First published in Amateur Photographer 14 December 2019
A friend of mine has been an enthusiastic photographer for nearly 40 years. The knack of composition has always eluded him, however. In his street scenes, tarmac occupies most of the frame. Groups of friends appear without their heads. He even captures picturesque country views obscured by unrelated foreground detail.
Back in the day, I often saw him with a camera – indeed, he went through a fascinating range of exotica – a Russian twin lens reflex, a half-frame rangefinder and a Chineses Leica copy among them. Back then, I only occasionally saw his pictures – and was grateful never to have been pressed to an ‘evening with slides’.
In the past few years, however, he has been regularly posting his archival work on Facebook. What is striking is that far from showing off the sorry products of a pursuit for which he lacked aptitude, he is unveiling, little by little, an extraordinary trove of historic records.
Most of his subjects are in and around the outer London borough where he lives. But his images’ technical shortcomings are now more than made up for in the quality of his captioning. A snap of a long-forgotten pub includes the name of the landlord at the time of the picture, the names of a couple of regulars, the date of its demolition and a note of what was built in its place.
Sometimes a bus appears inadvertently in his frame. He notes how the route of the ’53′ has changed, records a personal incident experienced while queuing to board and often includes and account of how the service evolved post-privatisation.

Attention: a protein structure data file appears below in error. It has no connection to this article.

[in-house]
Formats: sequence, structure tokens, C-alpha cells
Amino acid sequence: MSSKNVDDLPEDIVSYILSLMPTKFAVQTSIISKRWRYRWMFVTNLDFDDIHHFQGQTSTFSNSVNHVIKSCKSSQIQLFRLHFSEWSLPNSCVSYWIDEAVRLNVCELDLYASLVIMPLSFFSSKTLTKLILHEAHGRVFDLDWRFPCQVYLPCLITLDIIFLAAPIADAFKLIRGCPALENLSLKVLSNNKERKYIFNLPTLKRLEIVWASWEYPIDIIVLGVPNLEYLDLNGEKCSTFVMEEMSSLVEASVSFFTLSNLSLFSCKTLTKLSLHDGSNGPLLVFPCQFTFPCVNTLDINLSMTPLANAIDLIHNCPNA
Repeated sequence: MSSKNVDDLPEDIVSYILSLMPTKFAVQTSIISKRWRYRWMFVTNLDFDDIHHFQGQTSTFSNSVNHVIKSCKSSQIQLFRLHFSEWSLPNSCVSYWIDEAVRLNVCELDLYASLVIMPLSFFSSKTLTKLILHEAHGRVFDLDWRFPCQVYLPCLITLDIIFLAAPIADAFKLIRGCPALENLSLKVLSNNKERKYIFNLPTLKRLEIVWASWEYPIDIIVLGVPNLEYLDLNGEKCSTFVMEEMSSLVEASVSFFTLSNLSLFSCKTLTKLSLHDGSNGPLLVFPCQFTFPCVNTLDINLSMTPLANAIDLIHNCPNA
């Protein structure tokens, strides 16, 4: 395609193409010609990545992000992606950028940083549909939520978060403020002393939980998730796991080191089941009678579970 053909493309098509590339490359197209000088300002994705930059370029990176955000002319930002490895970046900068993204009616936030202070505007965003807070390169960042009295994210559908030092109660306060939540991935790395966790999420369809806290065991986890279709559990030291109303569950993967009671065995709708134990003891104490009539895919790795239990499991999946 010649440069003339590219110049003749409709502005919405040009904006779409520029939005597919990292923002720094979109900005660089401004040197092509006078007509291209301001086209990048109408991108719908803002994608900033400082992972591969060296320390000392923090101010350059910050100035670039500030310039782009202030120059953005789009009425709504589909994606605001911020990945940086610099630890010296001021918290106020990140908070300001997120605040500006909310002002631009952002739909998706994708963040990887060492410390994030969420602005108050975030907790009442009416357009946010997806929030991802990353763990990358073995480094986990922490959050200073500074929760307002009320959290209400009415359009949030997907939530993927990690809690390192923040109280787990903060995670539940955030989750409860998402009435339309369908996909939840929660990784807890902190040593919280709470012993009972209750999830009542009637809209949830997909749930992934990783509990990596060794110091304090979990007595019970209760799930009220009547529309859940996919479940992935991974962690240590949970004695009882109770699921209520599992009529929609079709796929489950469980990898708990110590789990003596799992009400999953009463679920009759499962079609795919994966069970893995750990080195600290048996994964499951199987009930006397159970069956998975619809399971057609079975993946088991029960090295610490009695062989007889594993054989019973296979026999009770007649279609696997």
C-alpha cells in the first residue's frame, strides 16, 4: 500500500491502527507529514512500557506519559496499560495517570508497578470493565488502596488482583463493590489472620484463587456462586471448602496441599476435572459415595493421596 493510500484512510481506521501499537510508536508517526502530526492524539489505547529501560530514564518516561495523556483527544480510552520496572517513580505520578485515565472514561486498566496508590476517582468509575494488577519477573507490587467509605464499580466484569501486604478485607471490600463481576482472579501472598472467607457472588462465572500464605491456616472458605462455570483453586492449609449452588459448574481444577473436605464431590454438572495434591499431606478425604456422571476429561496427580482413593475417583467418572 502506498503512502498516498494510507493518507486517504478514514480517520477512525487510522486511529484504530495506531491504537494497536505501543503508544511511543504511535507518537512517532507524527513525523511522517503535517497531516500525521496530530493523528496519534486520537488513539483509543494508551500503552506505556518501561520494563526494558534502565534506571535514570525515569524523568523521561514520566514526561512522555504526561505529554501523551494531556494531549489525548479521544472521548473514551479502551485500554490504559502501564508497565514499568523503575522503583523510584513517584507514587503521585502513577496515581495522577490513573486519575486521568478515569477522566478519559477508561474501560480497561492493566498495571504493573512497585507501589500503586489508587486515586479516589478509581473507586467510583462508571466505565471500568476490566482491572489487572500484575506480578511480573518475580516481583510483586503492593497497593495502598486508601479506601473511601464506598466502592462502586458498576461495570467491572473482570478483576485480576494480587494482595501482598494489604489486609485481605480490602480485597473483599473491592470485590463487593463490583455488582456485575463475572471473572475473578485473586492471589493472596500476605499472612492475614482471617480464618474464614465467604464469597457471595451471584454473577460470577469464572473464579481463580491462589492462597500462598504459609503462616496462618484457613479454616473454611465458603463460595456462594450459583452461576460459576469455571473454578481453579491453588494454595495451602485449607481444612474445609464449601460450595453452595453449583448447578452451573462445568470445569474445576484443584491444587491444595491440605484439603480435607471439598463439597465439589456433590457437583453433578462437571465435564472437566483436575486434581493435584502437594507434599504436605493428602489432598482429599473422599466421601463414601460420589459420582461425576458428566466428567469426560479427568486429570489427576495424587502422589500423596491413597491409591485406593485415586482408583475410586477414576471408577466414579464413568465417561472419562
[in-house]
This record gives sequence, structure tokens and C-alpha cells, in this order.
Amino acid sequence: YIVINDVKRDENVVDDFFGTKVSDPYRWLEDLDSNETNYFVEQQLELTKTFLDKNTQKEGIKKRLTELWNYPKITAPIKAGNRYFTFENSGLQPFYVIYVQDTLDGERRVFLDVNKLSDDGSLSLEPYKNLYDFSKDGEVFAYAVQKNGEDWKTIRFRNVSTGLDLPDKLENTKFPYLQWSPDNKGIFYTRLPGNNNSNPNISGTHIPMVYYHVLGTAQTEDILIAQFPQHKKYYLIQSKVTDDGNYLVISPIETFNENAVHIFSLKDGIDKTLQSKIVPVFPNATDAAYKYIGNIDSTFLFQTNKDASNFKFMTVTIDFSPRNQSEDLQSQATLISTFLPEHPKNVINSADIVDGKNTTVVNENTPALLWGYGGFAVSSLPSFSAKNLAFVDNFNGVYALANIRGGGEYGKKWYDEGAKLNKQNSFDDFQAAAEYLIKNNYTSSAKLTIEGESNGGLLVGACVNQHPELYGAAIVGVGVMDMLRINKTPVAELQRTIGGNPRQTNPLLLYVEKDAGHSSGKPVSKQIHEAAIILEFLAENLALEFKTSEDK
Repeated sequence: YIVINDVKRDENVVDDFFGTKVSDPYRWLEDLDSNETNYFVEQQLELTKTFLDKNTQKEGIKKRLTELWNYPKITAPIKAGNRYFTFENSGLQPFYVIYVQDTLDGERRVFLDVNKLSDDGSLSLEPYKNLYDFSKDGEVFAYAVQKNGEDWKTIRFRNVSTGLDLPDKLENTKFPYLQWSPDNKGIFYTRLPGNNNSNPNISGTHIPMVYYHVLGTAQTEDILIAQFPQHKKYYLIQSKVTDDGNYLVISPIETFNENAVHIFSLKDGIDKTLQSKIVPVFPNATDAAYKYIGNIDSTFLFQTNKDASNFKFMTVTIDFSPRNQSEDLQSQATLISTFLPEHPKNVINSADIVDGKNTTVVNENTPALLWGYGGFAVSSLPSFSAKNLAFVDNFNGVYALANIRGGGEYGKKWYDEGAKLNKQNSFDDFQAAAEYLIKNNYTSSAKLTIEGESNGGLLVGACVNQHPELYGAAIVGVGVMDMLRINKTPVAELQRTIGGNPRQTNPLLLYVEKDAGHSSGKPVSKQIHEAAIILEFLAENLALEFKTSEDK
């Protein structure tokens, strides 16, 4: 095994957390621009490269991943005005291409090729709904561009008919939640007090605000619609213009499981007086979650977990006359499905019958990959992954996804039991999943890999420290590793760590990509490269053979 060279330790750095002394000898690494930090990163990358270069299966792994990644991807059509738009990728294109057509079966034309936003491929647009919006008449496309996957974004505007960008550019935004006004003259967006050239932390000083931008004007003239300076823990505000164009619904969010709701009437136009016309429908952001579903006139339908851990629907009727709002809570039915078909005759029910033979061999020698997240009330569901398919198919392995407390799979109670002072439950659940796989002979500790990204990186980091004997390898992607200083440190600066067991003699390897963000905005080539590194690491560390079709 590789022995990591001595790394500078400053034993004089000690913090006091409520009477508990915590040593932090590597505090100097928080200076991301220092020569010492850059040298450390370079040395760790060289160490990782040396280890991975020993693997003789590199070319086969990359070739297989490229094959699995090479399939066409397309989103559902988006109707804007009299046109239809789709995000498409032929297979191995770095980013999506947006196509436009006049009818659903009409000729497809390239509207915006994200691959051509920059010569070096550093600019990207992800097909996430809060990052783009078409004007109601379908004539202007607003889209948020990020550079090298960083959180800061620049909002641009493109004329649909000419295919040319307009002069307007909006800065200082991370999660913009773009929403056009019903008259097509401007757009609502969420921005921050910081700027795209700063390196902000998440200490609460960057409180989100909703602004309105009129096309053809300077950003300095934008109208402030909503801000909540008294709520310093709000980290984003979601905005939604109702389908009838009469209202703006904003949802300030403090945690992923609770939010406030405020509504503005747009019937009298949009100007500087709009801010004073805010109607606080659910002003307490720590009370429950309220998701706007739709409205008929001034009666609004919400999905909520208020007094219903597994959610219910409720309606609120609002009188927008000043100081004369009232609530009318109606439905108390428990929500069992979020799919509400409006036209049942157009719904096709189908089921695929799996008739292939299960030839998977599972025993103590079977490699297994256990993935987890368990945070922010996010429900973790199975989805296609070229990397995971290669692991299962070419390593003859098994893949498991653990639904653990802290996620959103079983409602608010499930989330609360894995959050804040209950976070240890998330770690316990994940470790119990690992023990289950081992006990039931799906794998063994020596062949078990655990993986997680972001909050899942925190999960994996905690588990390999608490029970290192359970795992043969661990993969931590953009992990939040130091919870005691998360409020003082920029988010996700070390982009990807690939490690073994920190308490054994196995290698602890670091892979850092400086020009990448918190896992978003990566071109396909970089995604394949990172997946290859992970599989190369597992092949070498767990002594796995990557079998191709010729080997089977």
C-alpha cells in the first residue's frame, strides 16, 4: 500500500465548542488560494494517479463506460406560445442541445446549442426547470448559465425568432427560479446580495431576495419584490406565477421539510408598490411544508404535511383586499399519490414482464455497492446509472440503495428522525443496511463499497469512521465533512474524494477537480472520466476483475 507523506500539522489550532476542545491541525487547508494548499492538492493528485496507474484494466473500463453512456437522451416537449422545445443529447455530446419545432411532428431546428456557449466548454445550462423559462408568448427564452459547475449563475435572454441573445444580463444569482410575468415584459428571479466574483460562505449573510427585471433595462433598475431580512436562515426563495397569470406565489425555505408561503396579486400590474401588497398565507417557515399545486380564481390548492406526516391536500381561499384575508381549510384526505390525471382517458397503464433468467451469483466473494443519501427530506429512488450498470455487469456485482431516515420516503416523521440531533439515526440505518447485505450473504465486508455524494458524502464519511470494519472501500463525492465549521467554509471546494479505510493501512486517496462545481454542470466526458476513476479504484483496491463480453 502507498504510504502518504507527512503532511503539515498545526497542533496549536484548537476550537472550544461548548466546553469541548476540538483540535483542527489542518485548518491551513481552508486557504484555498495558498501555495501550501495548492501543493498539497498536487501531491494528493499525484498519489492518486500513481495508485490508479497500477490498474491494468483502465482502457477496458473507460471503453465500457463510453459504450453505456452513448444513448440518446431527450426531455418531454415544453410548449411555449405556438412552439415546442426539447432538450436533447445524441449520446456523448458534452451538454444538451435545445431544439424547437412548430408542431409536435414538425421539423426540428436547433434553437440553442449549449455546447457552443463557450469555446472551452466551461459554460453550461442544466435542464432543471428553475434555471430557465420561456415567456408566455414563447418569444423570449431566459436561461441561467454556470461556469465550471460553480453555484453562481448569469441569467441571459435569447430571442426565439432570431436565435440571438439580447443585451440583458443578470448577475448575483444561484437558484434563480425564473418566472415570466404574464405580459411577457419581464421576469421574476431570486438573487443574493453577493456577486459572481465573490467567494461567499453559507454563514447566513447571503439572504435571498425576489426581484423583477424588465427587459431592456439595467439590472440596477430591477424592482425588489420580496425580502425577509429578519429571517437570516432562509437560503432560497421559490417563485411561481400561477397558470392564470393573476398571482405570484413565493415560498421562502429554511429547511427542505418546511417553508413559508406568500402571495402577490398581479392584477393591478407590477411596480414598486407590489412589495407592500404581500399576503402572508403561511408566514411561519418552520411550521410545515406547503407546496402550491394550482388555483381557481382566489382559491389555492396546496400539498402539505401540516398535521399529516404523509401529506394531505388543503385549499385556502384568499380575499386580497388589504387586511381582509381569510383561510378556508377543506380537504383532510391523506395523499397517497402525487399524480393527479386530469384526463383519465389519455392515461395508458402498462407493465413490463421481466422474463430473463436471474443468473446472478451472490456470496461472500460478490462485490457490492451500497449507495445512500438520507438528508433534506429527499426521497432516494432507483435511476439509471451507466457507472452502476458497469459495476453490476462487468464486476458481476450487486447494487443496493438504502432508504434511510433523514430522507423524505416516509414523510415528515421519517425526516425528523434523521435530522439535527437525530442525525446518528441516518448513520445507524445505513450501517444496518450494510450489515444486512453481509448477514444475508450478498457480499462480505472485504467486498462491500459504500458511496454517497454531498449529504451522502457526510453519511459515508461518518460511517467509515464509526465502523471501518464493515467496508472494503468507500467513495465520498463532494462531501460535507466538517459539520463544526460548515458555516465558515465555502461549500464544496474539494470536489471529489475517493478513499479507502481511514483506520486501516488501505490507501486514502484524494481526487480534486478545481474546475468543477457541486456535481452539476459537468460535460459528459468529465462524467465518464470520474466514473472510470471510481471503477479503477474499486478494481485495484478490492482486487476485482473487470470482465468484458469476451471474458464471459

Even the unfortunately-cropped human groups (most appear to have been taken on licensed premises), might lack their heads, but their names, occupations and subsequent life stories are there in the captions.
It would be easy to think that these rolls and rolls of film that my fiend is slowly digitising, would be even more compelling, where he more conventionally photographically competent. Actually, his pictures’ apparently random quality, allied with compelling captions, give them a unique integrity. Little by little they reveal the evolution of an otherwise undocumented everyday.
Professional photographers have recently started talking about the ‘four ‘c’s’ that should always be included in a file’s metadata – credit, contact, copyright ownership and caption. The first three can be dealt with automatically ‘in camera’. Time, skill and effort are required for the forth.
The ubiquity of digital image making and the seemingly universal human desire to capture moments means that the quantity of photographs taken is today is unprecedented. In the 1980s when my friend’s photographic odyssey began, humankind captured approximately 25 billion photos a year . Today it is more than a million million.
How many will be captioned? Perhaps fewer than 40 years ago – certainly a dramatically smaller proportion. That mattes if you want your pictures to survive your memory of their subjects. Without captions, your exposures quickly become the digital equivalent of dust.
It is possible that technology will eventually solve even this. Software that automatically recognises places and faces in digital files is already being used for surveillance.
Until that arrives in the consumer market, however, captioning is the photographic practice least changed since the era of Daguerre and Fox Talbot. A picture might well be worth 1,000 words, but it often requires a simple sentence to unlock that value. And as well as the benefits for posterity, a fresh moment of reflection on your own work, as you flesh out the metadata, might just prompt beneficial reflection on how you are documenting the world around you.